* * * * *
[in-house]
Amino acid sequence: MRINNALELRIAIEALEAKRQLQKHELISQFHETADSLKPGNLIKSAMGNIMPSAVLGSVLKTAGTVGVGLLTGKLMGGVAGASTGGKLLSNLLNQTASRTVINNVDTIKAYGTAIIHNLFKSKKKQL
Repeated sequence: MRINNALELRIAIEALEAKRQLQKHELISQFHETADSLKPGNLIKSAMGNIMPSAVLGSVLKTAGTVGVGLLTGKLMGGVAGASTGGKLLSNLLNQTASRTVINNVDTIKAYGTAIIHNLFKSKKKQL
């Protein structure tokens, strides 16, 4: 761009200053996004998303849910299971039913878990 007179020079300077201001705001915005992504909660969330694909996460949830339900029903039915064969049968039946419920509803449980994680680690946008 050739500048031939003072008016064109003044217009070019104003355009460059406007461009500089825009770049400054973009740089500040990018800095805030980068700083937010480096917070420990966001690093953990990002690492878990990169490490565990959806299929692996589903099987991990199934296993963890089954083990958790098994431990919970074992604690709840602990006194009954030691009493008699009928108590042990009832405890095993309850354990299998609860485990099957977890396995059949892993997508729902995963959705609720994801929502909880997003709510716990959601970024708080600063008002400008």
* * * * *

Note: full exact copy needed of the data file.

[in-house]
Amino acid sequence: MRINNALELRIAIEALEAKRQLQKHELISQFHETADSLKPGNLIKSAMGNIMPSAVLGSVLKTAGTVGVGLLTGKLMGGVAGASTGGKLLSNLLNQTASRTVINNVDTIKAYGTAIIHNLFKSKKKQL
Repeated sequence: MRINNALELRIAIEALEAKRQLQKHELISQFHETADSLKPGNLIKSAMGNIMPSAVLGSVLKTAGTVGVGLLTGKLMGGVAGASTGGKLLSNLLNQTASRTVINNVDTIKAYGTAIIHNLFKSKKKQL
């Protein structure tokens, strides 16, 4: 761009200053996004998303849910299971039913878990 007179020079300077201001705001915005992504909660969330694909996460949830339900029903039915064969049968039946419920509803449980994680680690946008 050739500048031939003072008016064109003044217009070019104003355009460059406007461009500089825009770049400054973009740089500040990018800095805030980068700083937010480096917070420990966001690093953990990002690492878990990169490490565990959806299929692996589903099987991990199934296993963890089954083990958790098994431990919970074992604690709840602990006194009954030691009493008699009928108590042990009832405890095993309850354990299998609860485990099957977890396995059949892993997508729902995963959705609720994801929502909880997003709510716990959601970024708080600063008002400008």